Ahmed had his M.S. Degree in Electrical and Computer Engineering in USA and the B.Sc. Degree in Automatic Control and Computer Systems Engineering in Egypt. He programmed with Assembly, Fortran77, Prolog, C/C++, Microsoft Visual Basic, Microsoft Visual C++, ATL/COM, Microsoft Visual C#, VB.NET, ASP.NET, AJAX, SharePoint 2007/2010, Microsoft Commerce Server, and MATLAB and Maple for technical computing. His programming experience is about 15+ years and he is a Microsoft Certified Professional. He also has a working experience in Database technologies and administration of SQL Server databases on Windows NT/2000/2003/2008 Windows Server platforms. Ahmed is interested in developing enterprise business solutions and has participated in many business, services and consultancy projects.

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Comments and Discussions

 
NewsHi Ahmad Pin
Candseeme25-Feb-06 7:45
memberCandseeme25-Feb-06 7:45 
GeneralGood job Pin
Ahmed Yassin26-Feb-06 8:52
memberAhmed Yassin26-Feb-06 8:52 
GeneralCustom Assembly Attributes Pin
dnh21-Apr-04 10:23
memberdnh21-Apr-04 10:23 
GeneralRe: Custom Assembly Attributes Pin
Ahmad Yassin21-Apr-04 11:27
memberAhmad Yassin21-Apr-04 11:27 
Hi,

A custom attribute is simply a special class that must comply with these two specifications:

- A custom attribute must derive from System.Attribute
- The Constructor(s) for an attribute may only contain types that can be resolved at compile time (such as strings and integers)

The restriction on the types of parameters allowable on the attribute constructor(s) is due to the way that attributes are persisted into the assembly metadata. When you use an attribute within code, you are using the attribute's constructor inline. For example:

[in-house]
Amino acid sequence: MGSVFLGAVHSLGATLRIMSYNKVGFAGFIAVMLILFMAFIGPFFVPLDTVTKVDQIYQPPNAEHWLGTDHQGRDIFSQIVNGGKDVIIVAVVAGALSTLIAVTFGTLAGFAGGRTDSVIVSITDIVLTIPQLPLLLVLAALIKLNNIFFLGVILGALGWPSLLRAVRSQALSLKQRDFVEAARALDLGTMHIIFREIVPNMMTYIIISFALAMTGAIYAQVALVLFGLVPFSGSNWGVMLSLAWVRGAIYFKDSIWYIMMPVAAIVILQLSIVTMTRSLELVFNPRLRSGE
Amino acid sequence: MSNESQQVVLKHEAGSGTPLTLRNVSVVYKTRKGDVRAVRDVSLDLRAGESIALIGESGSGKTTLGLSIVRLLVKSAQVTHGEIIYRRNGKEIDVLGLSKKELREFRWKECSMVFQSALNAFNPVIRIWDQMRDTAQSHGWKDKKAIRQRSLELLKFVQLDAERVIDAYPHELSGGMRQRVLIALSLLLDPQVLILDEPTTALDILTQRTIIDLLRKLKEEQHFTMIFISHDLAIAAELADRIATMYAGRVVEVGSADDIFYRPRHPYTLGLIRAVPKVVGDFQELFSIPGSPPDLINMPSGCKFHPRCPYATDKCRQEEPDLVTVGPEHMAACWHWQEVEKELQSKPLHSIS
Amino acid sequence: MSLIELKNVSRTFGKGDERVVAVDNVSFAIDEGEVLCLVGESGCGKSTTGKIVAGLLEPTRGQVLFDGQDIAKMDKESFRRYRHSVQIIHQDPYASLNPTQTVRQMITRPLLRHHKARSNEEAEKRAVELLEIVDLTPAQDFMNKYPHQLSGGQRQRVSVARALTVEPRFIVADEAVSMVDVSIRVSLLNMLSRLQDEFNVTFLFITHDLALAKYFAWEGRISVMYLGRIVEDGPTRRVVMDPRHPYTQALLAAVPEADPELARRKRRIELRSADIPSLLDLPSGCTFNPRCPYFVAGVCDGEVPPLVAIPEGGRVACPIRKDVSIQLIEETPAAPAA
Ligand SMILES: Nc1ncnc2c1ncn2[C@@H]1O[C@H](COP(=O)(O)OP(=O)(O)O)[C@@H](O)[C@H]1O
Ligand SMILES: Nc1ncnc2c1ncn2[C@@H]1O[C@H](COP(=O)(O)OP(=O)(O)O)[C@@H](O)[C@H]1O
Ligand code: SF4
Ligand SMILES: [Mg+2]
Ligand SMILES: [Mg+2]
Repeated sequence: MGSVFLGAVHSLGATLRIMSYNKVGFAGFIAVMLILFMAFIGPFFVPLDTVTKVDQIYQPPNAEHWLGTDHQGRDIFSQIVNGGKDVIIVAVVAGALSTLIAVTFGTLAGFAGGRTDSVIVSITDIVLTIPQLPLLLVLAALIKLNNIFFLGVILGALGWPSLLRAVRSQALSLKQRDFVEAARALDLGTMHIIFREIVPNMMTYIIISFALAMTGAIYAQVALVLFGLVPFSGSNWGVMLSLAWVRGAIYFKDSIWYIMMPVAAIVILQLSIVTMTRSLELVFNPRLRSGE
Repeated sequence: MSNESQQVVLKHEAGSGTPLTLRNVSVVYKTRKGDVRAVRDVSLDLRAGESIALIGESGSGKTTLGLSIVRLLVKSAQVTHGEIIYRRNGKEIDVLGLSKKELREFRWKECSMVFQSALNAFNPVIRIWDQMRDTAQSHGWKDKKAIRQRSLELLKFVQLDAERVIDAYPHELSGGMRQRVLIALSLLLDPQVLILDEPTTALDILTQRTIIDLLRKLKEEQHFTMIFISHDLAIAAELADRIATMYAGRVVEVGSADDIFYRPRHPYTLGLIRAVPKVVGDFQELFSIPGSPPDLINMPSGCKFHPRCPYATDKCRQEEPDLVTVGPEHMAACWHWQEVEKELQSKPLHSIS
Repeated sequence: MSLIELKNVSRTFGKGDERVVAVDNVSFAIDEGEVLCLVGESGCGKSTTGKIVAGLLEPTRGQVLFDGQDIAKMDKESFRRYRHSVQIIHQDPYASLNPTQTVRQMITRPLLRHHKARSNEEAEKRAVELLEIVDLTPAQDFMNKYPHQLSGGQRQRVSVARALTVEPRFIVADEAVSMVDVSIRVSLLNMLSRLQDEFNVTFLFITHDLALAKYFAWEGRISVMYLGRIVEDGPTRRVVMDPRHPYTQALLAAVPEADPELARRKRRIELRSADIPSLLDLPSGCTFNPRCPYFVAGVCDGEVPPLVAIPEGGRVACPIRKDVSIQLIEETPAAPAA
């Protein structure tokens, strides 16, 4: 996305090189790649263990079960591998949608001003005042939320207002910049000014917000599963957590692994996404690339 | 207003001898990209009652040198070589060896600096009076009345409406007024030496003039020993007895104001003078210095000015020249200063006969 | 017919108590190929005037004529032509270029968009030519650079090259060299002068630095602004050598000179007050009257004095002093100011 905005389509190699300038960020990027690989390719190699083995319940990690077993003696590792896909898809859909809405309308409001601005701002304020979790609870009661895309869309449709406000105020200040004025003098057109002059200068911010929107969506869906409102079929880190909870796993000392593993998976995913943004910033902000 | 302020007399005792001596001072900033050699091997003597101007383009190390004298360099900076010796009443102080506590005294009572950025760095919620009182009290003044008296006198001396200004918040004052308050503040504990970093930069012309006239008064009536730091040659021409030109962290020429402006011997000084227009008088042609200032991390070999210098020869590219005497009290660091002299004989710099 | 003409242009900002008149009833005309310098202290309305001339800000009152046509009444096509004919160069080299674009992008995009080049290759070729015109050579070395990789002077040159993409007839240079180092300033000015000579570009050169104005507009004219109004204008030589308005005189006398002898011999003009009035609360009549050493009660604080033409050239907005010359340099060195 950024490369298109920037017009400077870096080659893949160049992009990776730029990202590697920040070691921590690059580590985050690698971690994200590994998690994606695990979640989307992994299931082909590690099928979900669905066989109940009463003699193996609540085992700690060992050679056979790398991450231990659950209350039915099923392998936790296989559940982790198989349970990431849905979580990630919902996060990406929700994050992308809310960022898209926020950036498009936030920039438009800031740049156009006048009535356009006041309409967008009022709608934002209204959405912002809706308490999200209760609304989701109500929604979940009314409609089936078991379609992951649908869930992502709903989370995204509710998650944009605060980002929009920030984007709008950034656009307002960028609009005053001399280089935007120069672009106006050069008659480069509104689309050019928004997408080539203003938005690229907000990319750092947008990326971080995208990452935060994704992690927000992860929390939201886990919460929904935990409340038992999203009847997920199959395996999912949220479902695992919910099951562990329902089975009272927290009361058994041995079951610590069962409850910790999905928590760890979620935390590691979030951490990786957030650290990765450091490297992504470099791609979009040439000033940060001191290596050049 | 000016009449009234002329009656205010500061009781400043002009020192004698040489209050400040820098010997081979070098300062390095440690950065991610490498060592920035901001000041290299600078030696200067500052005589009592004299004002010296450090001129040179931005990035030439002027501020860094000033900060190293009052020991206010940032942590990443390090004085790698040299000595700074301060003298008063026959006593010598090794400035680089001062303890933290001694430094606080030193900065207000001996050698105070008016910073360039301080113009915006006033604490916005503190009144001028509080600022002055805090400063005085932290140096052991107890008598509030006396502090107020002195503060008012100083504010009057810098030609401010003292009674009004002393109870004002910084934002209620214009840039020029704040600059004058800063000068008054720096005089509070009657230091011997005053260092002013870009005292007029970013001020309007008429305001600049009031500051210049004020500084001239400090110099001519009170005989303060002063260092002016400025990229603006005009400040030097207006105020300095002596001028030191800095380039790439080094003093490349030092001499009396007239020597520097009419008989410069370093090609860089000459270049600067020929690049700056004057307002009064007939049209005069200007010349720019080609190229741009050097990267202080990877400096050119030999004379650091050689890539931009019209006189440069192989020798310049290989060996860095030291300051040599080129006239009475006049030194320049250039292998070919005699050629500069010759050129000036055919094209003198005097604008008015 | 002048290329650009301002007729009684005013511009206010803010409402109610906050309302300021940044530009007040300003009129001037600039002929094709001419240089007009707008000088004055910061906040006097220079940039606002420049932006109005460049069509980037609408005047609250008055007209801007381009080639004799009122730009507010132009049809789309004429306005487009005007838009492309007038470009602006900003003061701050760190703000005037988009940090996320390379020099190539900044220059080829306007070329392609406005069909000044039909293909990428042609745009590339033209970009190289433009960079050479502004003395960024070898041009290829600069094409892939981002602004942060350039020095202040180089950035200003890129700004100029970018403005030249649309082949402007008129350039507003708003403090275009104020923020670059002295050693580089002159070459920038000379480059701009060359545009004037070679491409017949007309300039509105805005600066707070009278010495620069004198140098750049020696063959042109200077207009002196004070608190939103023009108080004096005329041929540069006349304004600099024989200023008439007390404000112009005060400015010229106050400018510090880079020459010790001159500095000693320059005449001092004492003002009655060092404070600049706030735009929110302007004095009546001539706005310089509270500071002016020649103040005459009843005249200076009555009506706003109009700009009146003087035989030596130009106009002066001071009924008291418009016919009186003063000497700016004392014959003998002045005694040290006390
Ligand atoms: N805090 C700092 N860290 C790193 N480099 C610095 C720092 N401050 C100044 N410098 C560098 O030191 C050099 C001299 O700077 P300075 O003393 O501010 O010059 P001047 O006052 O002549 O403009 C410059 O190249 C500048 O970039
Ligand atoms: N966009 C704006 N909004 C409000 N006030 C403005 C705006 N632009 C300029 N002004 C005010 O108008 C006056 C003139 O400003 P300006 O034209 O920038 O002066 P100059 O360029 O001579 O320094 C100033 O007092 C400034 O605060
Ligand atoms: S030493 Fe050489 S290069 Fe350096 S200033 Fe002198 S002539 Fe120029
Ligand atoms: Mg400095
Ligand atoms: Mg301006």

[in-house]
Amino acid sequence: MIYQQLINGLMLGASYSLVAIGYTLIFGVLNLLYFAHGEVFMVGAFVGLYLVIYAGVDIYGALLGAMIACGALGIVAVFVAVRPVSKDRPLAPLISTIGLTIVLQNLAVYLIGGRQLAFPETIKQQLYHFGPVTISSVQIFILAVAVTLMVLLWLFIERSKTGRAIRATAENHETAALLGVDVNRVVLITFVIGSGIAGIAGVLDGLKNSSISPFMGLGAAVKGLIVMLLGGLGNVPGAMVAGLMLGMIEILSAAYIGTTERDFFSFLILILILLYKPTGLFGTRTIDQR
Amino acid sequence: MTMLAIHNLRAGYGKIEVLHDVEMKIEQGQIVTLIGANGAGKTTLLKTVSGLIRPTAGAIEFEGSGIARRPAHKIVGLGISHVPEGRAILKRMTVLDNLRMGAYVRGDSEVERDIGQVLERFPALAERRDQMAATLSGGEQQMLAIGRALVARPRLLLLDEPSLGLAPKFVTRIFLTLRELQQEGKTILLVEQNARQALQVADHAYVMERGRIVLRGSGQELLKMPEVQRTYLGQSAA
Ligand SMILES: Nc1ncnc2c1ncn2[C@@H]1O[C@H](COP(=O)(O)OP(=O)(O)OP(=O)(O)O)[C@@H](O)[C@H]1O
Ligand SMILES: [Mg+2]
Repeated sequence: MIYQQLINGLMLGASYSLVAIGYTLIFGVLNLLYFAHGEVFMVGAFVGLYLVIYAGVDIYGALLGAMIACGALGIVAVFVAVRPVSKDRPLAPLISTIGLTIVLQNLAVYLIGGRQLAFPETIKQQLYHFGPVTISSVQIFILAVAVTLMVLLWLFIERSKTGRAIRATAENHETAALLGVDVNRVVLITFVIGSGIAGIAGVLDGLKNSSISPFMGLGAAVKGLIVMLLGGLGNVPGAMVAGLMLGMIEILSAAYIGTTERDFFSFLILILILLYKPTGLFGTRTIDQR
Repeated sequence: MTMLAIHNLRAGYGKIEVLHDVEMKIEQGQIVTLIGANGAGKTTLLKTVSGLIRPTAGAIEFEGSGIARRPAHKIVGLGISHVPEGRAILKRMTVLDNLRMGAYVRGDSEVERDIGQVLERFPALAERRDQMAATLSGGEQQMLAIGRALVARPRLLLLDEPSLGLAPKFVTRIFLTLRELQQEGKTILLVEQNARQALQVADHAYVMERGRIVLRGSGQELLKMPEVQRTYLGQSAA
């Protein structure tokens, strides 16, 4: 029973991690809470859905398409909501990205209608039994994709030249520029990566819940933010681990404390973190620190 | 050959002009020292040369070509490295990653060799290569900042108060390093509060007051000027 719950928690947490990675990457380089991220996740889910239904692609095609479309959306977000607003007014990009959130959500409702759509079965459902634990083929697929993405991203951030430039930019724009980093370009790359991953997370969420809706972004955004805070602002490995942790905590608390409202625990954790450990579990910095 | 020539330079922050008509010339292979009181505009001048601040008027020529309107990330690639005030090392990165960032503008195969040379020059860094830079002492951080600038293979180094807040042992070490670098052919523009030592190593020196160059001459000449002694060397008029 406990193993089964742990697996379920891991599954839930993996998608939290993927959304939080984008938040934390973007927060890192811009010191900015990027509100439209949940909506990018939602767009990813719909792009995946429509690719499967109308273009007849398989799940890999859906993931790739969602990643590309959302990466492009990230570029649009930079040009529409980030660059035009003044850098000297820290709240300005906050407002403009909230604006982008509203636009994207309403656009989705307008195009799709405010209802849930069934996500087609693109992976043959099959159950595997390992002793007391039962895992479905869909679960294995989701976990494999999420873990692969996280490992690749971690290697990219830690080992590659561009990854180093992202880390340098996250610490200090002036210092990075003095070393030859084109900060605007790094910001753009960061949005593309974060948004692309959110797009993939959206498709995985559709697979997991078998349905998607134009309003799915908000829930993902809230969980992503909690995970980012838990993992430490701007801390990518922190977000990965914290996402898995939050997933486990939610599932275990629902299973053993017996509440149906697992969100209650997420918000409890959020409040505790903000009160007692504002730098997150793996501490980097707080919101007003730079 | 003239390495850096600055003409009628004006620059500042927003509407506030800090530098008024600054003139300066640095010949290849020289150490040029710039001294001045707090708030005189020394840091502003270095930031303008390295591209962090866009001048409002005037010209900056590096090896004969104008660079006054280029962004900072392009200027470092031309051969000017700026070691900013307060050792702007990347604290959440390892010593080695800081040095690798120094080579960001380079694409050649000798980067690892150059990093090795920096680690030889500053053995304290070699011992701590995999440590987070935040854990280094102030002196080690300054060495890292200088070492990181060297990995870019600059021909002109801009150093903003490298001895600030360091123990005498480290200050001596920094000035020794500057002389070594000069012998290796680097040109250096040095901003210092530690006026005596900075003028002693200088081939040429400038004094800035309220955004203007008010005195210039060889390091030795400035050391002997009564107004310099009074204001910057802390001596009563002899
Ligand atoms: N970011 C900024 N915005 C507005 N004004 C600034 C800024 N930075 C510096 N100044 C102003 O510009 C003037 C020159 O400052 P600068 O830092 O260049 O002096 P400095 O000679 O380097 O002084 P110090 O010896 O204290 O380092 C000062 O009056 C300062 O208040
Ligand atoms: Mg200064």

[assembly: AssemblyKeyFile("Company.Public")]

In order to create a custom attribute class, we must:
- Create a class derived from System.Attribute
- Create the constructor(s) and public properties as required
- Attribute the class to define where it is valid to use your custom attribute

Here is an example code that may help you understand the idea:

using System;

public class TestCaseAttribute : Attribute
{
    // Constructor for the class
    public TestCaseAttribute(System.Type testCase)
    {
        TestCase = testCase;
    }

    // The test case object
    public readonly System.Type TestCase;

    // Perform a test
    public void Test()
    {
        // Instantiate the class under test
        object o = Activator.CreateInstance(TestCase);
    }
}



The last thing we need to do is attribute your attribute class to indicate where your attribute class can be used. For the test case attribute we want to say "this attribute is only valid on classes". We can decide where an attribute that we create is valid.

Add this line just before the attribute class definition:

[AttributeUsage(AttributeTargets.Class, AllowMultiple=false, Inherited=true)]

Now we need an object to test with a test case:

[TestCase (typeof(TestAnObject))]
public class SomeCodeOrOther
{
    public SomeCodeOrOther()
    {
    }

    Public int Do()
    {
        return 999;
    }
}


Now we need to write a test class:

public class TestAnObject
{
    public TestAnObject()
    {
        //Exercise the class under test
        SomeCodeOrOther scooby = new SomeCodeOrOther();

        if(scooby.Do() != 999)
            throw new Exception("Ooops");
    }
}


You can use a simple Main() function to test your custom attribute. You need only to reference the System.Reflection namespace and write the following line just before the declaration of the SomeCodeOrOther class:

[TestCaseAttribute(typeof(TestAnObject))]

I hope this is helpful

Thank you.

AYH
GeneralRe: Custom Assembly Attributes Pin
dnh22-Apr-04 8:47
memberdnh22-Apr-04 8:47 
GeneralSome minor issues Pin
Victor Boctor9-Feb-04 12:23
memberVictor Boctor9-Feb-04 12:23